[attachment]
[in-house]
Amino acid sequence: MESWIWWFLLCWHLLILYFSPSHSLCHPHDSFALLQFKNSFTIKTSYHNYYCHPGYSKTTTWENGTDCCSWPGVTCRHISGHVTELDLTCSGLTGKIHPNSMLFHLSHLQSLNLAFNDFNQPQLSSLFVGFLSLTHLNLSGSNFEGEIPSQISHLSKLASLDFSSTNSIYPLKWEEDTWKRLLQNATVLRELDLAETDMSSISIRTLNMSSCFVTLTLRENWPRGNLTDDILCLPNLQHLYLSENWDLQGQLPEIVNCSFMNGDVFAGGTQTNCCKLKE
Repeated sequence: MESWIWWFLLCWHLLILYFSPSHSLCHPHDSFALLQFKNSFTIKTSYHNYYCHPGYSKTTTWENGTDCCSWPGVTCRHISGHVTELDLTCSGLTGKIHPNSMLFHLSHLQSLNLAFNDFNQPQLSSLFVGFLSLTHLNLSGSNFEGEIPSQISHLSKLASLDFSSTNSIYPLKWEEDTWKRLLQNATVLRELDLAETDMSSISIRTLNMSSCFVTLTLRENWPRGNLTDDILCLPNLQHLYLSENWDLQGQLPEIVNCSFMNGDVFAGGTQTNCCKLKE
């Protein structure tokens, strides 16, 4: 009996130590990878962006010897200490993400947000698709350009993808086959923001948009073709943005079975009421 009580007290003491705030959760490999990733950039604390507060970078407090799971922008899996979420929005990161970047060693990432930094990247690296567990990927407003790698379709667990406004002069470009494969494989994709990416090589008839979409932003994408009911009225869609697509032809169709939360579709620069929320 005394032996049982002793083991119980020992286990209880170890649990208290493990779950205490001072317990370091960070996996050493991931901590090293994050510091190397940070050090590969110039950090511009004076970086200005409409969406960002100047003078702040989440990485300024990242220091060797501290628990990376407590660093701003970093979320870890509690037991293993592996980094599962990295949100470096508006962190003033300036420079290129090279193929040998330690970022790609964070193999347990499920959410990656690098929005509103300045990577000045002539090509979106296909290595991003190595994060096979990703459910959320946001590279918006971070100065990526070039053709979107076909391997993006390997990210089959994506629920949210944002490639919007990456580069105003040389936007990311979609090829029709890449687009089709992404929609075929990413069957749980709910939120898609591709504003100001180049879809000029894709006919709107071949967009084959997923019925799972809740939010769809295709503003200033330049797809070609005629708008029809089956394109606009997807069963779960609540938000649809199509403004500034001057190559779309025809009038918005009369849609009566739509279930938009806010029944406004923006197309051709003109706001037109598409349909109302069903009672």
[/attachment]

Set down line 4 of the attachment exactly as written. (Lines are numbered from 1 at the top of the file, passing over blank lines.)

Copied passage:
């Protein structure tokens, strides 16, 4: 009996130590990878962006010897200490993400947000698709350009993808086959923001948009073709943005079975009421 009580007290003491705030959760490999990733950039604390507060970078407090799971922008899996979420929005990161970047060693990432930094990247690296567990990927407003790698379709667990406004002069470009494969494989994709990416090589008839979409932003994408009911009225869609697509032809169709939360579709620069929320 005394032996049982002793083991119980020992286990209880170890649990208290493990779950205490001072317990370091960070996996050493991931901590090293994050510091190397940070050090590969110039950090511009004076970086200005409409969406960002100047003078702040989440990485300024990242220091060797501290628990990376407590660093701003970093979320870890509690037991293993592996980094599962990295949100470096508006962190003033300036420079290129090279193929040998330690970022790609964070193999347990499920959410990656690098929005509103300045990577000045002539090509979106296909290595991003190595994060096979990703459910959320946001590279918006971070100065990526070039053709979107076909391997993006390997990210089959994506629920949210944002490639919007990456580069105003040389936007990311979609090829029709890449687009089709992404929609075929990413069957749980709910939120898609591709504003100001180049879809000029894709006919709107071949967009084959997923019925799972809740939010769809295709503003200033330049797809070609005629708008029809089956394109606009997807069963779960609540938000649809199509403004500034001057190559779309025809009038918005009369849609009566739509279930938009806010029944406004923006197309051709003109706001037109598409349909109302069903009672």